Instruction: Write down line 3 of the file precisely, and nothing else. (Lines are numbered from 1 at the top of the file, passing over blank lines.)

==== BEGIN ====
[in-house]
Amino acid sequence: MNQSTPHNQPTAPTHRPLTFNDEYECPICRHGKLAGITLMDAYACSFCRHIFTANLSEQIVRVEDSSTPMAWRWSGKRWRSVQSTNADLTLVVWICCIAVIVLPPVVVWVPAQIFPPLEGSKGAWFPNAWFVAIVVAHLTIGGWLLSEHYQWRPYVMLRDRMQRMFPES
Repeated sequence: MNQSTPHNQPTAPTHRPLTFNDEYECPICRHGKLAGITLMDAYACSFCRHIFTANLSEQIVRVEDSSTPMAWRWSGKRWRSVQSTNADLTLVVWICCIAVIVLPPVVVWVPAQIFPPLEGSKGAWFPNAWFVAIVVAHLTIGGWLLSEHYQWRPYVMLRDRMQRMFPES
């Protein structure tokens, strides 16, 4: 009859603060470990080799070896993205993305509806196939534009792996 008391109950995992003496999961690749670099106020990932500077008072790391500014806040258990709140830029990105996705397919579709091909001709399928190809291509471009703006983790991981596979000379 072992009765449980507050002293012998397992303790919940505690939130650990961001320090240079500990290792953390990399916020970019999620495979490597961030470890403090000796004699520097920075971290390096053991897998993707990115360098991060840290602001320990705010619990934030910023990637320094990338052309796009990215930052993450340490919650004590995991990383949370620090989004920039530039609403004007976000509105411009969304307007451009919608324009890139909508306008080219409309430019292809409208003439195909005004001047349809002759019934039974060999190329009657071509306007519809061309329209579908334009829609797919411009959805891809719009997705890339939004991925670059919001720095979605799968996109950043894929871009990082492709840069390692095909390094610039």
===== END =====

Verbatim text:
Repeated sequence: MNQSTPHNQPTAPTHRPLTFNDEYECPICRHGKLAGITLMDAYACSFCRHIFTANLSEQIVRVEDSSTPMAWRWSGKRWRSVQSTNADLTLVVWICCIAVIVLPPVVVWVPAQIFPPLEGSKGAWFPNAWFVAIVVAHLTIGGWLLSEHYQWRPYVMLRDRMQRMFPES